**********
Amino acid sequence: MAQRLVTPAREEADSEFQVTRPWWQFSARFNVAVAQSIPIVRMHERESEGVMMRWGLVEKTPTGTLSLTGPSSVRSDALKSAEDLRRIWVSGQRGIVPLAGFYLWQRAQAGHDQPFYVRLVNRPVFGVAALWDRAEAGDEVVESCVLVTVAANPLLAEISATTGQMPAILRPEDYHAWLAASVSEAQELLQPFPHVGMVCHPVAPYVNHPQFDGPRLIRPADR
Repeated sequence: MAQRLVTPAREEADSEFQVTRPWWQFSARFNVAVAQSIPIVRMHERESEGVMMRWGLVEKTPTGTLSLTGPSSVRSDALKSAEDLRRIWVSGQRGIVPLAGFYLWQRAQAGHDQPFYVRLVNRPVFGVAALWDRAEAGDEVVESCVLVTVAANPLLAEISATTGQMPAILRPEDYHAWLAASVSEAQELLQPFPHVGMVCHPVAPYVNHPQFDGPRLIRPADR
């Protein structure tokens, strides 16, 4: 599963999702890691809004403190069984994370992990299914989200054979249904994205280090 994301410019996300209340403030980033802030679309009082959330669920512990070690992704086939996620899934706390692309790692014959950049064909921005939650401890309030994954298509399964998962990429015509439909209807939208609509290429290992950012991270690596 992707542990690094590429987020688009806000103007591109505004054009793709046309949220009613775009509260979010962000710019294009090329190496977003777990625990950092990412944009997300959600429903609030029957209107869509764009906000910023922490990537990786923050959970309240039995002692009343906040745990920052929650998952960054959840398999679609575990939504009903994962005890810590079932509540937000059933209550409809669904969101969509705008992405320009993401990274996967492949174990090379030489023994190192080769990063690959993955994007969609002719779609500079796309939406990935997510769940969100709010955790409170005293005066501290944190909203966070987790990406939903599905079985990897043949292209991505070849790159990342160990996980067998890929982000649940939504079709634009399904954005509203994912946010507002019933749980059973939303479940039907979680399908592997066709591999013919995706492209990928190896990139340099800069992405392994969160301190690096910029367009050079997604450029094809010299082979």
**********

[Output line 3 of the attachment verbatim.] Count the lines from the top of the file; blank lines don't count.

């Protein structure tokens, strides 16, 4: 599963999702890691809004403190069984994370992990299914989200054979249904994205280090 994301410019996300209340403030980033802030679309009082959330669920512990070690992704086939996620899934706390692309790692014959950049064909921005939650401890309030994954298509399964998962990429015509439909209807939208609509290429290992950012991270690596 992707542990690094590429987020688009806000103007591109505004054009793709046309949220009613775009509260979010962000710019294009090329190496977003777990625990950092990412944009997300959600429903609030029957209107869509764009906000910023922490990537990786923050959970309240039995002692009343906040745990920052929650998952960054959840398999679609575990939504009903994962005890810590079932509540937000059933209550409809669904969101969509705008992405320009993401990274996967492949174990090379030489023994190192080769990063690959993955994007969609002719779609500079796309939406990935997510769940969100709010955790409170005293005066501290944190909203966070987790990406939903599905079985990897043949292209991505070849790159990342160990996980067998890929982000649940939504079709634009399904954005509203994912946010507002019933749980059973939303479940039907979680399908592997066709591999013919995706492209990928190896990139340099800069992405392994969160301190690096910029367009050079997604450029094809010299082979």